12. Lithium reacts violently with water only if sodium does.
13. Galliums having a low melting point implies that indium and thallium do, too.
14. That osmium absorbs hydrogen is a sufficient condition for iridium to do so.
15. That osmium absorbs hydrogen is a necessary condition for iridium to do so.
16. If actinium is radioactive, then if thorium is, so is protactinium.
17. Kung sosobra ang kumakalat na pera, siyempre tataas ang bilihin.
18. Siguradong iiwas ang mga investor kung tutuloy na magkakagulo sa rehiyon.
19. Mayroong demokrasya kung ganoon din at ganoon lamang na mayroong malayang karapatang bumoto.
20. If he uses good bait, then he catches the legal limit provided the fish are biting. He uses good bait and
catches the legal limit. Therefore, the fish are biting.
21. We will have a gale unless the wind changes direction. The wind will change direction only if the
anticyclone moves further south. Indeed, the anticyclone will move further south. Therefore, we will have
a gale.
22. If the anti-terrorism bill becomes law, then we will lose some of our freedoms. Martial law will be
declared only if terrorists go unpunished. Neither will the anti-terrorism bill become law nor will martial
law be declared. Therefore, it is not both the case that we will lose some of our freedoms and terrorists will
go unpunished.

Formal proofs (rules of inference)

1. A
| (A v C) v B

2. A e B

3. A e B
(B e C) v (C e A)
|Ae C

4. (A e B) v (C e D)

5. A v (B e A)
~A v C
| ~B

6. A v B
(A v C) e D
|Av D

7. A e B
De E

8. (A v B) e C
(C v B) e [A e (D / E)]
Av D
|D/ E

9. A e B
~C e (D e E)
C v (A v D)

10. A e ~B
~A e (C e ~B)
(~D v ~C) e ~~B
| ~C

11. (A e B) v (C e D)
(B e E) v (D e F)

12. (A v B) e (C v D)
(C v D) e E

13. (A e B) v (C e D)
(A v E) v (C v G)

14. (~A v ~B) e (C e B)

| ~C

15. A e B
(C v ~A) e (D v ~A)

16. (A v B) e C
(C v D) e E

Formal proofs (with replacement rule)

1. ~P

2. P
|Qe P

3. P e (Q e R)
| Q e (P e R)

4. P e (Q v R)

5. P e Q
| P e (Q v R)

6. P e Q
| (P v R) e Q

7. (P v Q) e R

8. P e Q
Pe R
| P e (Q v R)

9. P e Q
| (P v R) e Q

10. P e Q

11. (P v Q) e ~R
| ~P

12. P v (Q v R)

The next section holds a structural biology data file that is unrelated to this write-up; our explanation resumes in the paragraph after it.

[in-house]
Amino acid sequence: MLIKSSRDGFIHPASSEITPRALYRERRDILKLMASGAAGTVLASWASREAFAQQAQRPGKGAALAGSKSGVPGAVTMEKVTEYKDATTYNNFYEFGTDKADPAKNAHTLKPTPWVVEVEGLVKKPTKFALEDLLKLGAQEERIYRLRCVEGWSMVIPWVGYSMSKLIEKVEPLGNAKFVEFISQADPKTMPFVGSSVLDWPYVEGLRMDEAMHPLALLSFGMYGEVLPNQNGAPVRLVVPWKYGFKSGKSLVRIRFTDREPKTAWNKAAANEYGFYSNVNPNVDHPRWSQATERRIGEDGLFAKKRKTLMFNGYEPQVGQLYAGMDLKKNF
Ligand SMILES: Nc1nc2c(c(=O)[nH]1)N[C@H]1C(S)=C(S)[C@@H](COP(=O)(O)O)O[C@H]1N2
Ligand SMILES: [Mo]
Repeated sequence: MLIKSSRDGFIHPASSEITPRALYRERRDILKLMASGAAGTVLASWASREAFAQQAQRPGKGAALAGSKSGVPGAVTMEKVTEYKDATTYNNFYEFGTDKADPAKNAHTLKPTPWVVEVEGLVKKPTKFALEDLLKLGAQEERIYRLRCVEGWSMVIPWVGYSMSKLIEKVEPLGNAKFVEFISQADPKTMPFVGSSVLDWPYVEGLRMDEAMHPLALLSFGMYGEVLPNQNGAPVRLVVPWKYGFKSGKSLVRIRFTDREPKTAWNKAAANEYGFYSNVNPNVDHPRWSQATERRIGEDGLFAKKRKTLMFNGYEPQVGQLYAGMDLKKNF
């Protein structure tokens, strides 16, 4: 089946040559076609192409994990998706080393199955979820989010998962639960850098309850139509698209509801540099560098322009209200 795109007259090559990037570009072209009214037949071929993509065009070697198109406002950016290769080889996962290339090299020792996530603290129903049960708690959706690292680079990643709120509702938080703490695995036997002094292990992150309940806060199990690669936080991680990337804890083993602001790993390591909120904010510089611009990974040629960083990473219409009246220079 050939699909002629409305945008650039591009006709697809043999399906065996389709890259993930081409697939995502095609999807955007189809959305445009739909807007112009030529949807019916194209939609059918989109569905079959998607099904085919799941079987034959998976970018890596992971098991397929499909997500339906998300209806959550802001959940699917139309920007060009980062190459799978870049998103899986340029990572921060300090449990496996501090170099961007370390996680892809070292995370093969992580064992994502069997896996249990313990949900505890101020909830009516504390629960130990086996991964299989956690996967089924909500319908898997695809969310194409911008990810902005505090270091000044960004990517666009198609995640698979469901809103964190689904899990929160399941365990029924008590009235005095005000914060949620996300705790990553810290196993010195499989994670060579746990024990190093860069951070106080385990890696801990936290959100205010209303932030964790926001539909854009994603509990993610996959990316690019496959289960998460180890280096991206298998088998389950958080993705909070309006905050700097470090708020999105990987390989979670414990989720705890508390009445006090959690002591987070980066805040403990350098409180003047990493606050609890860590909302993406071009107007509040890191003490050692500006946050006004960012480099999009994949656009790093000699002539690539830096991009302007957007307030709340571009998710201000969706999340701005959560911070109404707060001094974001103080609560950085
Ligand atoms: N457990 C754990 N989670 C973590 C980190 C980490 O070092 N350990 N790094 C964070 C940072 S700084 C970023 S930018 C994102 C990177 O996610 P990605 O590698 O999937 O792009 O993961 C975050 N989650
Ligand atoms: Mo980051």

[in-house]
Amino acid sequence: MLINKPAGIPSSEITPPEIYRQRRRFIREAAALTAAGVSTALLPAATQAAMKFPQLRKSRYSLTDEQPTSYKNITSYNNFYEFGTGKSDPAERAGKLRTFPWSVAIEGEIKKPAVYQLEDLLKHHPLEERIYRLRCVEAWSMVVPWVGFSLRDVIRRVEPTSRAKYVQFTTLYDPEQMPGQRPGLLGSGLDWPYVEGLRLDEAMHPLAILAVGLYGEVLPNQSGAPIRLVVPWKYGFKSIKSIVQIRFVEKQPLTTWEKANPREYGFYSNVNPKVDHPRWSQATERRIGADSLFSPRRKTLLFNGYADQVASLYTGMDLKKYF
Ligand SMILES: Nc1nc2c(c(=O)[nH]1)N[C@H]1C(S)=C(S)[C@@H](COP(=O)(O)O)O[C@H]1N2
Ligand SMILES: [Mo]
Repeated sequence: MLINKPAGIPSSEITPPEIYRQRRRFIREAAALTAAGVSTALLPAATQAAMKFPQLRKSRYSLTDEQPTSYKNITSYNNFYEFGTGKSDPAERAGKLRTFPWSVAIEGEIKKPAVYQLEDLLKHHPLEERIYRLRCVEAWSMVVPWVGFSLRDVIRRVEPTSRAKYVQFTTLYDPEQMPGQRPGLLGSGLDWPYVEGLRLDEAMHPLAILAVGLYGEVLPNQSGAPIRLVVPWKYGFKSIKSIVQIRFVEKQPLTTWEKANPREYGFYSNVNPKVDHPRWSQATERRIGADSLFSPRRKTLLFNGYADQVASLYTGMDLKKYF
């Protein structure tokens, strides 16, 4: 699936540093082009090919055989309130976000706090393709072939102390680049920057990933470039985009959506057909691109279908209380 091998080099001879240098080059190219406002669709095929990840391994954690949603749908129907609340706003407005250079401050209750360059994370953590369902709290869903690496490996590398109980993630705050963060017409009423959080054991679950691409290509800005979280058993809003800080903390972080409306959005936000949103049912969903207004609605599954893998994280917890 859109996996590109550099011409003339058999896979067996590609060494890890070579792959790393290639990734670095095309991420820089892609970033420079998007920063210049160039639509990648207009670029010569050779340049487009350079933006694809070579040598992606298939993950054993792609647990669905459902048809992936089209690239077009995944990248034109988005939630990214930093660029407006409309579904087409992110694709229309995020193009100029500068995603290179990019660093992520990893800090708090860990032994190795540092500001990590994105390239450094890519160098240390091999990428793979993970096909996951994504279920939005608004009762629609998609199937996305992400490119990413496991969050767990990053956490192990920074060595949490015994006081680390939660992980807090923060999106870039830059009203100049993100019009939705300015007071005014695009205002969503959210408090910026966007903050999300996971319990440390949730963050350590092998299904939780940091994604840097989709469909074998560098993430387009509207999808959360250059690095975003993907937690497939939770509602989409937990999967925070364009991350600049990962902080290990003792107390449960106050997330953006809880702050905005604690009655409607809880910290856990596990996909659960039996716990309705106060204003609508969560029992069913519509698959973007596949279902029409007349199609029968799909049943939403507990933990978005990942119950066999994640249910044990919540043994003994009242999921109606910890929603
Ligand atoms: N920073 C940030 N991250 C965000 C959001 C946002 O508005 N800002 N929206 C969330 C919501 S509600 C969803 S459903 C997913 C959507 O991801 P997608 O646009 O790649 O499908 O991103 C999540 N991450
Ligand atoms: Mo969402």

R v ~P

13. (P v Q) v R
~P v ~Q

14. P / Q
Q/ R

15. (P v Q) e (R v S)
| ~P

16. (P v ~Q) e R
~(Q v R)
| ~P

17. P e Q
~P e R
~Q e ~R

18. P e (Q v R)
R e (S v T)

19. (P e ~Q) e R
~(P v Q)
| R v ~Q

20. (~P e Q) v (R e Q)
~(~R v P)

21. ~~P e Q
~P e R
S e ~R
Sv T

22. (P v Q) / (~R v ~S)

(P v Q) e T
Te U
Ue V
| (R v S) v V

23. P / (Q v R)

24. [(P v Q) e ~R] v [~R e ~(S v T)]

~U v (Q v S)
| ~V

25. P / Q
Q / (R v S)
R / (P v S)

26. P e Q
Q e [P e (R v S)]
~(R v S)
| ~P

27. (P e Q) v (Q e R)
(R e S) v (S e T)
[~(Q v T) e U] v (U e P)

28. (P e Q) e (R / S)
(T e ~U) e (Q / ~U)
{[(Te ~U)v(V/W)]v (RvS)} e [(V/ W)e (Pe Q)]
(T e ~U) v (V / W)
| (Q / ~U) v (R / S)

Conditional proof
1. P e Q
(Q v R) e S

2. P e Q
(R e Q) e S

3. P e ~Q
~(R v ~P)
| R e ~Q

4. (~P e Q) e R
(R v S) e T

5. P e (Q v R)
S e (Q v T)
| (P v S) e Q

6. P v (Q v ~R)
(P v Q) e (S v ~R)

7. ~P
| (P v Q) e R

8. P e ~(P v Q)

9. (P v Q) e ~R
R v (S v T)
P/ Q

10. P e (Q e R)
Q e (R e S)
| P e (Q e S)

11. P e Q
| (R v P) e (Q v R)

12. P
| (Q e R) e [(R e S) e (Q e S)]

13. P e (~Q e R)
Q v (R e S)
| P e (~Q e S)

14. (P v Q) / R
Pe Q

15. (P e Q) e (R e S)
(~T v ~U) e (S e V)
(P e T) v (T e P)
~(~T e U)

16. P e Q
~P e R

17. P e (Q v R)
S e (R v T)
| ~(Q v T) e ~(P v S)

18. P e (Q e R)
(P e ~Q) e (S v R)

19. P e Q
Q e [(R e ~~R) e S]

20. (P e Q) v (R e S)
(Q v S) e {[T e (T v U)] e (P v R)}

21. P v (Q e R)
[Q e (Q v R)] e (S v T)
(S e P) v (T e U)

22. [(P e Q) v (R e S)]

[(Q v S) e {[T e (U e T)] e (P v R)}]

23. | P e (Q e P)

24. | (P e Q) e [P e (P v Q)]

Proving invalidity
1. P

2. P e Q
| ~Q

3. P e Q
Qe R

4. P e (Q e R)
Q e (R e S)

5. P v Q

6. P / Q
Qe R

7. P e (Q e R)
Pv R

8. (P e Q) v (R e S)
~(Q v S)
| ~(P v S)

9. (P v Q) e R

10. P / (Q v R)
| ~R

11. P e Q
Qe R
~R v (~S v P)

12. (P e Q) v (R e ~S)
(~P v ~R) e (T v U)
~Q v U
| T e ~R

13. (~P e Q) v R
(R e Q) v ~Q
| ~(Q e P)

14. ~P e (~Q e ~R)

~(R v ~P) e S

15. (P v Q) e R
R e (Q v S)
P e (~T e Q)
(T e P) e ~S
|Q/ R

16. P v (Q v R)
(P v Q) v (S / ~T)
(S e ~T) e (T v ~U)
(U e V) v (V e T)
(Q e R) e V